In National Aeronautics and Space Administration specification MSFC-SPEC-IO6A, dated May 5, 1964, criteria and a method were established for determining the compatibility and impactsensitivity of materials with liquid and gaseous oxygen. Using the liquid dye penetrant compositions disclosed in Examples 1, II and III, impact sensitivity tests were conducted. Individual, clean, unsealed, sulfuric acid anodized aluminum 606l-T6 discs, 1 1/16 inch diameter by 0.063 inch thick, were vapor degreased, then respectively soaked in the liquid dye penetrant of Examples I, II and III. The discs were then drained, at a 90 angle, for minutes, and tested in an impact tester of conventional type, de-
character to the earlier examples was also impact; tested as detailed above. The composition of this comparative penetrant is listed in Example IV below.
EXAMPLE IV Volume Percent N-methyl-Z-pyrrolidone 9.98 Isobutyl heptyl ketone 29.8 Wetting and spreading agent 19.8 Wetting and spreading agent 29.8 Brightening agent for fluorescent dye 7.98 2.64
Fluorescent dye *See Example I footnote See Example I" footnote See Example I footnote *"See Example I footnote All of the dye penetrant Examples I, II and Ill successfully passed the 72 ft lb impact tests with LOX, as listed in Table 2. The dye penetrant of Example IV did not pass the same impact test, failing 15 times, out of 20 tests.
Having established theL'OX compatibility of Examples I, II and III, their comparative sensitivity in detecting microdefects is well illustrated in the microphotographs of FIG. 1. A standard thermally treated microdefect sensitivity test block of 2014 aluminum is prepared by a water quench. A groove is disposed across the specimen block separating two equal block areas for test comparison purposes. The
TABLE 2 Oxygen Impact Tests Penetrant No. Reactions Example Total No. Tests Example 1 0/20 Example ll 0/20 Example III 0/20 Example IV 15/20 microcracks are uniformly distributed over the two test areas of the block, varying in length. In accordance with standard shop practice, two separate examples of dye penetrants are each separately painted on the separate test block areas, the excess of each solution washed off the test block with a water spray, and then dried with an air blast. Inspection of the comparative optical intensity of the penetrant treated microdefect or crack structure, at low power magnification, under ultraviolet light, clearly displays the microdefect structure. Detailed inspection tests have shown that the Examples I, II and III compositions are clearly equivalent to the much more concentrated composition Example IV in the clarity and detail of the optical display of the microcrack structure. FIG. 1 illustrates the compara' tive test block display of Example I and Example IV. The optical detail and intensity of the microdefect structure of the two examples are clearly equivalent in FIG. 1.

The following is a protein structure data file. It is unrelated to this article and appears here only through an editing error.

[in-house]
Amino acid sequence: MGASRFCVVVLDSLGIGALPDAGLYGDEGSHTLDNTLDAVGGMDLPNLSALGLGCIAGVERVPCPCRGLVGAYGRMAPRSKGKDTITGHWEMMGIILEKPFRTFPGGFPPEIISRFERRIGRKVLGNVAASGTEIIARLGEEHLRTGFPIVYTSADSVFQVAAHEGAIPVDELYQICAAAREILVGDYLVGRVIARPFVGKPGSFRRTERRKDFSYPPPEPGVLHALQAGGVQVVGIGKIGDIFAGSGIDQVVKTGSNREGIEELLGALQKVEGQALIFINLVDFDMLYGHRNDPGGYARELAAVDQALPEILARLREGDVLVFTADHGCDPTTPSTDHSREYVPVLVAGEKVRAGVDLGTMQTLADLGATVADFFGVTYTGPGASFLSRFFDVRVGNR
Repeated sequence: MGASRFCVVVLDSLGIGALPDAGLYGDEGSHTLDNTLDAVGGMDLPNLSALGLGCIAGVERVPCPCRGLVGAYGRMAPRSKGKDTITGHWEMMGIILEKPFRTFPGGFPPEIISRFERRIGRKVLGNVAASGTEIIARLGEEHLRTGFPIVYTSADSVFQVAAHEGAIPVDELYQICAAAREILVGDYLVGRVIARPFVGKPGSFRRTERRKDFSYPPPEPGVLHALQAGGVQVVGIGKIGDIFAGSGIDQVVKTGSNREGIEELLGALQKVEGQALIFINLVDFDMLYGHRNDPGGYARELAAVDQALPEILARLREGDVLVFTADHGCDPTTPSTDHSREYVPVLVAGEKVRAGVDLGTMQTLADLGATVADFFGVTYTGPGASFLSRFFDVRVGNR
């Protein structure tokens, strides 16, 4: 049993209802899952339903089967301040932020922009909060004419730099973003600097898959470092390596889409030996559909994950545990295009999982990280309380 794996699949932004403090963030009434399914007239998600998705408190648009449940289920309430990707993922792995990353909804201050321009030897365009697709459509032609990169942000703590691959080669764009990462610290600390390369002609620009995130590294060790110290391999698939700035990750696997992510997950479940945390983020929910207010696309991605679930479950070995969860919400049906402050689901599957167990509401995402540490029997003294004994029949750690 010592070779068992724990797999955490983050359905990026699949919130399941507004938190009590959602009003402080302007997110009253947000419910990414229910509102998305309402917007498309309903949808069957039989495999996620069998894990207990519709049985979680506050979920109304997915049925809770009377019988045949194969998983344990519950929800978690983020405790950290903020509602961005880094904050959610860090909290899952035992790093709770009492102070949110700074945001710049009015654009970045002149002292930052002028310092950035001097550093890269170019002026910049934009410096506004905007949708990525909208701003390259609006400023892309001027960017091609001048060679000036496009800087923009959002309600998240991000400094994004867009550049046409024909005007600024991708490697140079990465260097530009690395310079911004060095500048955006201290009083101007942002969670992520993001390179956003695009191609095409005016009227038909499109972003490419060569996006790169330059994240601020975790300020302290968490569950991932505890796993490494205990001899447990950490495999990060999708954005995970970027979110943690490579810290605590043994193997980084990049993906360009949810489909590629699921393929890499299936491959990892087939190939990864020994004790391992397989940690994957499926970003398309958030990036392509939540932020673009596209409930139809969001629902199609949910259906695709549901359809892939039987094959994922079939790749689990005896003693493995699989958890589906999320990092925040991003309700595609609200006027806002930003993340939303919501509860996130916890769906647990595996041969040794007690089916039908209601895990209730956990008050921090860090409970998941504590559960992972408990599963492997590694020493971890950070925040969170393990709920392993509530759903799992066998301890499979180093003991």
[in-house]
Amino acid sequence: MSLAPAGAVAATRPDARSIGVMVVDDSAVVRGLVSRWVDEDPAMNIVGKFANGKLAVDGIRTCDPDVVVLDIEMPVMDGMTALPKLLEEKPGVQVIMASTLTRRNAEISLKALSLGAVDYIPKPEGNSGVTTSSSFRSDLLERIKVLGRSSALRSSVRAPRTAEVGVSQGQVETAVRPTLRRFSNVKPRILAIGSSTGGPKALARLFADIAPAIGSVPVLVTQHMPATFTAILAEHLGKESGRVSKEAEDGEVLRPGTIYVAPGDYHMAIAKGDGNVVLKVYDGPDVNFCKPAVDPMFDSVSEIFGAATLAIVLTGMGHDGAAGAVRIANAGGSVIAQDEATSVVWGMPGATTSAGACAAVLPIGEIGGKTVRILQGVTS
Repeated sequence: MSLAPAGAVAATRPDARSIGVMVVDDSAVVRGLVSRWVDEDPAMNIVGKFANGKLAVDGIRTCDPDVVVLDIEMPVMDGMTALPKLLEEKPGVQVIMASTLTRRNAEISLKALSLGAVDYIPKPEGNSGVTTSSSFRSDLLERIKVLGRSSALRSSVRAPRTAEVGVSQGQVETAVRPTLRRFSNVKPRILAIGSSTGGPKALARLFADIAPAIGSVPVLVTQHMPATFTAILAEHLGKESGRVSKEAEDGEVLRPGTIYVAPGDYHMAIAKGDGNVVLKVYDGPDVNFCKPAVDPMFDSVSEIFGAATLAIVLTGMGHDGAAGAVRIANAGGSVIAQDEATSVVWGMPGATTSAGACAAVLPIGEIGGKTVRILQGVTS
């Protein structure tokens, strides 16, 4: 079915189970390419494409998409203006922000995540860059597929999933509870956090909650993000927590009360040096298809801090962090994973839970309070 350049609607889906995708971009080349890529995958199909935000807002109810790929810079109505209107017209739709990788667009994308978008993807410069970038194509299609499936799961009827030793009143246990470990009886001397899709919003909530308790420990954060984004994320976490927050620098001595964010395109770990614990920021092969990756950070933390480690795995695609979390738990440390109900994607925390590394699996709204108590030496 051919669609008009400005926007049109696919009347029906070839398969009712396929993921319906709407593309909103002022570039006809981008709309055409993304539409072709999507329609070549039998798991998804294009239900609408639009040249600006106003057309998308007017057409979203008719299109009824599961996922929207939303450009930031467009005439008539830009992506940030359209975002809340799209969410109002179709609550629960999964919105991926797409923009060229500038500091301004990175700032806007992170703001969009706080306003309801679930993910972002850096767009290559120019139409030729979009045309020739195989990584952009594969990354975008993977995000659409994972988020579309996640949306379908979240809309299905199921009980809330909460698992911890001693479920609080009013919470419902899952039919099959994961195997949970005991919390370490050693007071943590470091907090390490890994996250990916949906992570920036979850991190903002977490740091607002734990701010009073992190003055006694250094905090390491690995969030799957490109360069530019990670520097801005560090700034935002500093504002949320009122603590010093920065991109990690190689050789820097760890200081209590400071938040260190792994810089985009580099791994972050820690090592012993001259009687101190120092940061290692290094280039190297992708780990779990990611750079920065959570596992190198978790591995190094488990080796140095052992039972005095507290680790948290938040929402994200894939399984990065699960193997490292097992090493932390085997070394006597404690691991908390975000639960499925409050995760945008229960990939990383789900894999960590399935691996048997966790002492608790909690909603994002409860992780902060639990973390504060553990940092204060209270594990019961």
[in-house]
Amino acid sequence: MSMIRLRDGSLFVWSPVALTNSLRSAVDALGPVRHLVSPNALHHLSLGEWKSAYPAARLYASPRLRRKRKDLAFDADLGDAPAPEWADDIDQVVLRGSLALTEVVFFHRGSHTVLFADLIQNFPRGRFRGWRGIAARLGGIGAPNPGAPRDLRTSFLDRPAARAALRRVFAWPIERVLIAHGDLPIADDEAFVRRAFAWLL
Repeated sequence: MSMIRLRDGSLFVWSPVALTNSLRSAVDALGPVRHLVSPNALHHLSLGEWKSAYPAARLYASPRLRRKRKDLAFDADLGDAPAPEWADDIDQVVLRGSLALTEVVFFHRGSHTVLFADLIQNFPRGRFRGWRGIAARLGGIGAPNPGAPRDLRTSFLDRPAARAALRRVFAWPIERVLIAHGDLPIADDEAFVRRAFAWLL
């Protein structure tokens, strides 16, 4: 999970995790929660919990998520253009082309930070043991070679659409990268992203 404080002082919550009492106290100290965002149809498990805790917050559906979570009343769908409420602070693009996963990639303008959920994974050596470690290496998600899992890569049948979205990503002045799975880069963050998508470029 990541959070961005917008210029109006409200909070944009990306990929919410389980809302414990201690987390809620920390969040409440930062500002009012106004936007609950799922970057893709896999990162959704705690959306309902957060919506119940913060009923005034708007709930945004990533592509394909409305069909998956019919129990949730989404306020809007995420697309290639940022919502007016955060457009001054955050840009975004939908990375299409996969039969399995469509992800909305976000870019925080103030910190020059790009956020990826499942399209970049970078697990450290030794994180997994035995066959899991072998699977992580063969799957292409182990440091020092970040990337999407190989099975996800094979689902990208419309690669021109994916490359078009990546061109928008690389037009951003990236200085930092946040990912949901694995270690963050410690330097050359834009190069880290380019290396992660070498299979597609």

The equivalence of the optical sensitivity and clarity of the Examples 1, 11 and Ill compositions to the much more concentrated composition of Example IV, together with the LOX compatibility of Examples 1, II and 111 and non-compatibility of Example IV, clearly establish the inventive advance of this invention over prior teachings in the dye penetrant inspection art.
Obviously many modifications can be made in this improvement in the sensitive dye penetrant compositions. it is therefore understood that within the scope of the appended claims, the invention may be practiced otherwise than as specifically described.
1. A sensitive liquid dye penetrant for a metal surface which leaves a liquid oxygen (LOX) compatible defect indicating dye penetrant residue upon the surface and in any surface defects upon evaporation of the solvent portion of the penetrant, comprising:
a. N-methyl-2-pyrrolidone in a concentration up to one volume percent;
b. a ketone whose boiling point is not more than 218C in a concentration up to five volume percent; 1
c. a fluorescent dye in a concentration up to one volume percent and soluble in said pyrrolidone;
d. a brightening agent for said fluorescent dye in a concentration up to one volume percent and being soluble in said pyrrolidone; and
e. the remainder constituting a halocarbon solvent,
said halocarbon solvent having a boiling temperature below 260 F. at atmospheric pressure and being nontoxic, non-flammable, resistant to hydrolysis, and a solvent for the aforesaid dye penetrant components,
said dye penetrant being rendered non-reactive to liquid oxygen upon evaporation of said solvent.
2. The sensitive liquid dye penetrant of claim 1 and further including a nonionic wetting and spreading agent constituting not more than five volume percent of said dye penetrant.
3. The sensitive liquid dye penetrant of claim 1, wherein said ketone is isobutyl heptyl ketone.
4. The sensitive liquid dye penetrant of claim 1, wherein said halocarbon solvent is selected from the group consisting of:
l-dichloro-l-fluoro-2 ethane, l-dichloro-l-fluoro-2-dichloro-2-fluoro ethane,
1,1,1 trichloro ethane,
5. The sensitive liquid dye penetrant of claim 1, wherein said nonionic wetting and spreading agent is a nonyl phenyl polyethylene glycol.
6. The sensitive liquid dye penetrant of claim 1, wherein the volume ratio of halocarbon solvents to the sum of the other components is at least 10:1.
a: a: a: